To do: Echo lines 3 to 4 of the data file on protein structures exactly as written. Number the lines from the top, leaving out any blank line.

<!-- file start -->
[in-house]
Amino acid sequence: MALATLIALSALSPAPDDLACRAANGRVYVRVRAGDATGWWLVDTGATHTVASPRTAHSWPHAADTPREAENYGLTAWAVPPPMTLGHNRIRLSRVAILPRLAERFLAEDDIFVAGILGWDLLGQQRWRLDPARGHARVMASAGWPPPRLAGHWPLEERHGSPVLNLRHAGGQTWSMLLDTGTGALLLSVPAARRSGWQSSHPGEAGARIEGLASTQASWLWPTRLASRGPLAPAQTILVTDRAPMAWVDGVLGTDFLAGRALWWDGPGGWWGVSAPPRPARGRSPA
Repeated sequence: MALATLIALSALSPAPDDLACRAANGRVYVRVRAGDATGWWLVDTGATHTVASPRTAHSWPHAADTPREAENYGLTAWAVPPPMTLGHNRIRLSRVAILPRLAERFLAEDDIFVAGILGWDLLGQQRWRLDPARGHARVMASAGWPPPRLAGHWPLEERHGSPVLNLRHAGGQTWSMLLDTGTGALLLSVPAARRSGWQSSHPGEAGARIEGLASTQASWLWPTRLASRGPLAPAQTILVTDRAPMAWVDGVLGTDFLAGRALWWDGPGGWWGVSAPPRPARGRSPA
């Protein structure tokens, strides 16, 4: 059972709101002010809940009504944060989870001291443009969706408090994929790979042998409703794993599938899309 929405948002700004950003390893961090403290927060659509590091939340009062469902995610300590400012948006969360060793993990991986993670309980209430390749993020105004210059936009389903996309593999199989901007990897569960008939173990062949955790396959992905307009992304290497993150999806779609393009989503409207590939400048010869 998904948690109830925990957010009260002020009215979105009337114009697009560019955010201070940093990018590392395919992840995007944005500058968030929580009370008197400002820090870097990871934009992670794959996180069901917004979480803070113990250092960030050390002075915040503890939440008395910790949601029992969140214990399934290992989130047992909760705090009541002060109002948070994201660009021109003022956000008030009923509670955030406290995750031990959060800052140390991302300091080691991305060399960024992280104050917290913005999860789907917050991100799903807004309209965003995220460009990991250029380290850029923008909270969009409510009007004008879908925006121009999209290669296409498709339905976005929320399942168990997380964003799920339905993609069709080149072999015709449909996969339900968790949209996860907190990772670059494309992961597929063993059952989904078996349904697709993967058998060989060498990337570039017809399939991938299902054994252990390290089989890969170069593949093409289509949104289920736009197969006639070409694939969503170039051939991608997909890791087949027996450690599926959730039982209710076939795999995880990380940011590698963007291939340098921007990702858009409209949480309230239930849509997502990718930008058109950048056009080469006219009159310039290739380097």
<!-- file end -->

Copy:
Repeated sequence: MALATLIALSALSPAPDDLACRAANGRVYVRVRAGDATGWWLVDTGATHTVASPRTAHSWPHAADTPREAENYGLTAWAVPPPMTLGHNRIRLSRVAILPRLAERFLAEDDIFVAGILGWDLLGQQRWRLDPARGHARVMASAGWPPPRLAGHWPLEERHGSPVLNLRHAGGQTWSMLLDTGTGALLLSVPAARRSGWQSSHPGEAGARIEGLASTQASWLWPTRLASRGPLAPAQTILVTDRAPMAWVDGVLGTDFLAGRALWWDGPGGWWGVSAPPRPARGRSPA
């Protein structure tokens, strides 16, 4: 059972709101002010809940009504944060989870001291443009969706408090994929790979042998409703794993599938899309 929405948002700004950003390893961090403290927060659509590091939340009062469902995610300590400012948006969360060793993990991986993670309980209430390749993020105004210059936009389903996309593999199989901007990897569960008939173990062949955790396959992905307009992304290497993150999806779609393009989503409207590939400048010869 998904948690109830925990957010009260002020009215979105009337114009697009560019955010201070940093990018590392395919992840995007944005500058968030929580009370008197400002820090870097990871934009992670794959996180069901917004979480803070113990250092960030050390002075915040503890939440008395910790949601029992969140214990399934290992989130047992909760705090009541002060109002948070994201660009021109003022956000008030009923509670955030406290995750031990959060800052140390991302300091080691991305060399960024992280104050917290913005999860789907917050991100799903807004309209965003995220460009990991250029380290850029923008909270969009409510009007004008879908925006121009999209290669296409498709339905976005929320399942168990997380964003799920339905993609069709080149072999015709449909996969339900968790949209996860907190990772670059494309992961597929063993059952989904078996349904697709993967058998060989060498990337570039017809399939991938299902054994252990390290089989890969170069593949093409289509949104289920736009197969006639070409694939969503170039051939991608997909890791087949027996450690599926959730039982209710076939795999995880990380940011590698963007291939340098921007990702858009409209949480309230239930849509997502990718930008058109950048056009080469006219009159310039290739380097």